I'm trying to understand why polynomial long division works and I've hit a wall when trying to understand why we multiply all terms of the divisor by the partial quotient. Consider:

$$\frac{x^2 + 3x + 2}{x + 2}$$

During the first step we divide ${x^2}$ by ${x}$ giving us a partial quotient of ${x}$. Next, we multiply the partial quotient by the first term of the divisor, giving us ${x^2}$. So far so good, but this next step is what I don't understand: why do we then multiply the next term of the divisor by the partial quotient (i.e. ${x}$ * ${2}$)? It seems as though we're testing to see if ${x}$ can be divided into the first term of the dividend, and if it can, then we distribute the result over the whole divisor which is then subtracted. I don't understand how we can do that when we're only testing the divisibility of those first terms.

I tried a slightly different example to see what happens which highlights what I mean: $$\frac{x^2}{x + 1}$$

First, we test the divisibilty of ${x^2}$ by ${x}$. Obviously it goes ${x}$ times, but then I wanted to see if I could carry on and multiply ${x}$ * ${1}$. I carried on and the quotient becomes ${x + \frac{1}{x + 1} - 1}$. Checking $({x + 1})({x + \frac{1}{x + 1} - 1})$ does give the original dividend of ${x^2}$. Having worked through that problem I just can't see why we're able to do the multiplication of the second term of the divisor, subtract it and get everything to hold true. Essentially, if I subtract ${x^2}$ from ${x^2}$ I end up with nothing. So the second multiplication, to me at least, seems unclear as to why it works and what the purpose is.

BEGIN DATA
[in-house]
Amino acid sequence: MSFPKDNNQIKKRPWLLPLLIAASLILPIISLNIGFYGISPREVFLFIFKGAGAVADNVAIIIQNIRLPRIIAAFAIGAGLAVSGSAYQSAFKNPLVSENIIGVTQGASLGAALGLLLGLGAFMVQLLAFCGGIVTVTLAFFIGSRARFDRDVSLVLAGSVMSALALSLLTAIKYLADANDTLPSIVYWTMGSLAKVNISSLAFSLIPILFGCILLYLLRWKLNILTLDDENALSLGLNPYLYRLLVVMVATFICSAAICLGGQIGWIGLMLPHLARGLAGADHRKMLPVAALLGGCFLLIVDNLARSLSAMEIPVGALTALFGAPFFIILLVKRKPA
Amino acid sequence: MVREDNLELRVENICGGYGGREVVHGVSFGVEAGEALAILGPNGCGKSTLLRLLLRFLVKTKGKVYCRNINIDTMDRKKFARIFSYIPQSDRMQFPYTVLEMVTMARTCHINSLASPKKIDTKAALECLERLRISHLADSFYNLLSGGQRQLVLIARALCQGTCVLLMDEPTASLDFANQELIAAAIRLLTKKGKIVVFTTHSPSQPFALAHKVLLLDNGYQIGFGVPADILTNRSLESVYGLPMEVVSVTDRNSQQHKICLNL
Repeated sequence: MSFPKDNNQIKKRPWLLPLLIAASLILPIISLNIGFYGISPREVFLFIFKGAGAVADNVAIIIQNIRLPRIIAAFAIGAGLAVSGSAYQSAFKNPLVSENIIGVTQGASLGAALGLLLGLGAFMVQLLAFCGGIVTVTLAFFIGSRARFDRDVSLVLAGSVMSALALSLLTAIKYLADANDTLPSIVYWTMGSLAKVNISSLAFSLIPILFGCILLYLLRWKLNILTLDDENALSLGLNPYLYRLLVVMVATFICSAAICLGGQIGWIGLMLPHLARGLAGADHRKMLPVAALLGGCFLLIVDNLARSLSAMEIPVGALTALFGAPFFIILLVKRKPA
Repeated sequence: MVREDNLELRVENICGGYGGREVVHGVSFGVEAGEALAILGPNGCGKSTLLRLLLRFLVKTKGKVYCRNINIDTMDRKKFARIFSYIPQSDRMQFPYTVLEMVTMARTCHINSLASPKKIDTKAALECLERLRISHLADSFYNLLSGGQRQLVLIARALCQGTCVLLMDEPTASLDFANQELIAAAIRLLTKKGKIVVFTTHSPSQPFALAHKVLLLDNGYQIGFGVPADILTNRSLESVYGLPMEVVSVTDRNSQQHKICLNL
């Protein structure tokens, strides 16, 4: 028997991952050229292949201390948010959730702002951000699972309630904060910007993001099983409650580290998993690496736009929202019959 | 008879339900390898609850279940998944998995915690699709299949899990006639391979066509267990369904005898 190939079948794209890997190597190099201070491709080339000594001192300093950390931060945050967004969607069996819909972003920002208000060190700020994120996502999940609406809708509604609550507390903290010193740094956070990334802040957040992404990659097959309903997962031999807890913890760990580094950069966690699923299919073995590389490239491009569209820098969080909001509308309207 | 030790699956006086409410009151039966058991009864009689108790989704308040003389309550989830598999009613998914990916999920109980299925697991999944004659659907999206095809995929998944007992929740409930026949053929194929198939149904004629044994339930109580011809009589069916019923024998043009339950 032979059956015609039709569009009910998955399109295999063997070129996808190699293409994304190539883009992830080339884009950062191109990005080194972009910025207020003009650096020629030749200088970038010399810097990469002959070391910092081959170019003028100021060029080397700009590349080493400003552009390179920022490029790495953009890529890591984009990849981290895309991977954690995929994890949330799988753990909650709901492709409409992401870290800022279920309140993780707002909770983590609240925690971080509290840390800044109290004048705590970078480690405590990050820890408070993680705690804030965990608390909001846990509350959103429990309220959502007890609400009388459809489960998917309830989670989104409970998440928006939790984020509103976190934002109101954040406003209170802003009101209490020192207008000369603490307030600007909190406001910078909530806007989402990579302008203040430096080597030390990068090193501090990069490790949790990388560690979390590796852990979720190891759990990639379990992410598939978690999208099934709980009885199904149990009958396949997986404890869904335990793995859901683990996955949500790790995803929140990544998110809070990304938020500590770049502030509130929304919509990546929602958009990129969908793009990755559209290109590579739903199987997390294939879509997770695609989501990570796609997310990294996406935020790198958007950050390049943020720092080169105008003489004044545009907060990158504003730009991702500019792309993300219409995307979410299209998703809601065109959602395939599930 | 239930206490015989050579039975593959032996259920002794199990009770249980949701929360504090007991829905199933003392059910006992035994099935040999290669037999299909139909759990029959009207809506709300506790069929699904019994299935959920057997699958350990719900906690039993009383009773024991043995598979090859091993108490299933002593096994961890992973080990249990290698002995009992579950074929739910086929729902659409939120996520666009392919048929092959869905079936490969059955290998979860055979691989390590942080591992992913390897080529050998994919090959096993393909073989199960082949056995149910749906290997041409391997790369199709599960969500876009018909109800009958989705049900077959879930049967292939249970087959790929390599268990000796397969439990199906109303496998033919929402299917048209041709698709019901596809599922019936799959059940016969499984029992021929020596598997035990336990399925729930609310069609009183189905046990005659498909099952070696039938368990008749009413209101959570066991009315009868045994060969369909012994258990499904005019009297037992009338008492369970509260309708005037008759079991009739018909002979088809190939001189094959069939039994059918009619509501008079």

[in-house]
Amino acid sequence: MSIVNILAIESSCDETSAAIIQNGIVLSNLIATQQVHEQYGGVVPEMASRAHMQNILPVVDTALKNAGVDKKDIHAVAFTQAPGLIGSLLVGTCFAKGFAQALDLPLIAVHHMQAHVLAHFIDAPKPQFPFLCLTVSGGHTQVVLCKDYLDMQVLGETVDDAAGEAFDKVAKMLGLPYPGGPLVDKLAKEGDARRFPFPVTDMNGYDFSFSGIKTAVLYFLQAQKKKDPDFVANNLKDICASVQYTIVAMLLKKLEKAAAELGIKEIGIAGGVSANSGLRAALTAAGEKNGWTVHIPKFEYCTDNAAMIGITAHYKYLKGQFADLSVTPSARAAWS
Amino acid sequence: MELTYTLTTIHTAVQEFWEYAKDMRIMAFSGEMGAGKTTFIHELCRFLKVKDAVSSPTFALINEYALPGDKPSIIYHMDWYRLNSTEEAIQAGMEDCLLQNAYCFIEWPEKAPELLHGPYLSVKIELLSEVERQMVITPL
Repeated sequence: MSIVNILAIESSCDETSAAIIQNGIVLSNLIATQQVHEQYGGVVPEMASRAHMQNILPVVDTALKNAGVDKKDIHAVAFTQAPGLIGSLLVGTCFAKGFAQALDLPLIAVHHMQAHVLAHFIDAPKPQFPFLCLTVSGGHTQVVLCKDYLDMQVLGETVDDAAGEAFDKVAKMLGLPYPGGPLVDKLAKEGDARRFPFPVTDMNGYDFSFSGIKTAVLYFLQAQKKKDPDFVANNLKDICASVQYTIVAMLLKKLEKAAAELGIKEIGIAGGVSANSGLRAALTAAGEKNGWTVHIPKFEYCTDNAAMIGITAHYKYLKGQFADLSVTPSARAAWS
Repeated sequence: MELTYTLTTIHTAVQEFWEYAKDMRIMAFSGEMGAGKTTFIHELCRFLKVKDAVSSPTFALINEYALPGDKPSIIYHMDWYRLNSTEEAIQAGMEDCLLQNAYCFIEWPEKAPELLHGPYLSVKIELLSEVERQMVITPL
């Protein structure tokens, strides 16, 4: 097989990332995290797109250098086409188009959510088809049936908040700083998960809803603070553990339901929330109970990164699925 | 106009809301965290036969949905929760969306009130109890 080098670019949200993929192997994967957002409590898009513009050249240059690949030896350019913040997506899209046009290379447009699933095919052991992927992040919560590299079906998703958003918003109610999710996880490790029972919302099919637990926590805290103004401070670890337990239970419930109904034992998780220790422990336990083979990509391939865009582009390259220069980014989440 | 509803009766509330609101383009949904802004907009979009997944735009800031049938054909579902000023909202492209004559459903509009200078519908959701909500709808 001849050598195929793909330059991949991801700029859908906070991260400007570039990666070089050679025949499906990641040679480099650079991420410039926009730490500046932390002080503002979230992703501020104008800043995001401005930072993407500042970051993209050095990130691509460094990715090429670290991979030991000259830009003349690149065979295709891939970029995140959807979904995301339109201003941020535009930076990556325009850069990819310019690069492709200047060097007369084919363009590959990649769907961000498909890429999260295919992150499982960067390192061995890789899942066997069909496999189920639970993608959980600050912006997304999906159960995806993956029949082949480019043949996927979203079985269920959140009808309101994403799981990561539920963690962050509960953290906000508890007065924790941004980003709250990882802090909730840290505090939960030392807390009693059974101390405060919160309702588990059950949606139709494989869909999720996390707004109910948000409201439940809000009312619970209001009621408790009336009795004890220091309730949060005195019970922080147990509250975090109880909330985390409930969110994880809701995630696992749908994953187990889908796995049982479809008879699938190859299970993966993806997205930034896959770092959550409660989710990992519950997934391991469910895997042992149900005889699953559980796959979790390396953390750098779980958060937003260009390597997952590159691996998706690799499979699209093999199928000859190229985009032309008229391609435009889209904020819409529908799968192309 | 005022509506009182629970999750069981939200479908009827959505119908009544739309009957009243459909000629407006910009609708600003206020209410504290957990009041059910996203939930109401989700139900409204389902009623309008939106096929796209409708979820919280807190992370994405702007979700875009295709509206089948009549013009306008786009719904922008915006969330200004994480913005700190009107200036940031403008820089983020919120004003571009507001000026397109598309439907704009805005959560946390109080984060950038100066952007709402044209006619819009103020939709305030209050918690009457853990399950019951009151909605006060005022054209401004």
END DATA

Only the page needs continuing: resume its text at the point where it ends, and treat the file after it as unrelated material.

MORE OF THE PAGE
I know I'm missing something simple here but I can't seem to make the connection. Could someone explain this to me please?


2 Answers 2


Think about polynomial long division in much the same way that you think about division of real numbers.

For instance, say you want to divide 48820 by 28. In a sense, doing division in this way is "greedy" -- you divide by the largest possible parts first, then work down from there.

Now, , when you long divide by 28, you first see if 28 goes into the leading term, 4. It does not, so then you check if it goes into 48 (which it does exactly once). Then, when you "bring down" the next term, you multiply the "partial quotient" -- 1 -- by 28. Right?

Now think of 28 as 2*10+8. Same operations hold.

Now, replace 10 with x. In order to keep the algorithm the same, you have to multiply by the whole denominator.

Edit: To expand a little...

Consider the previous example. 48820/28 = 1743+16/28.

Now, let's compute $\frac{4x^4+8x^3+8x^2+2x+0}{2x+8}$.

By doing polynomial long division, we obtain: $2x^3-4x^2+20x-79+\frac{632}{2x+8}$. Now you might say, "wait a minute, that has a leading coefficient of 2, but obviously 28 goes into 48 only once!" Yes, this is true, but notice that we have minus signs here. That is key.

Now, let's set $x = 10$ and see what we compute: $2000-400+200-79+\frac{632}{28}$. Doing the arithmetic, we see this is exactly our desired result.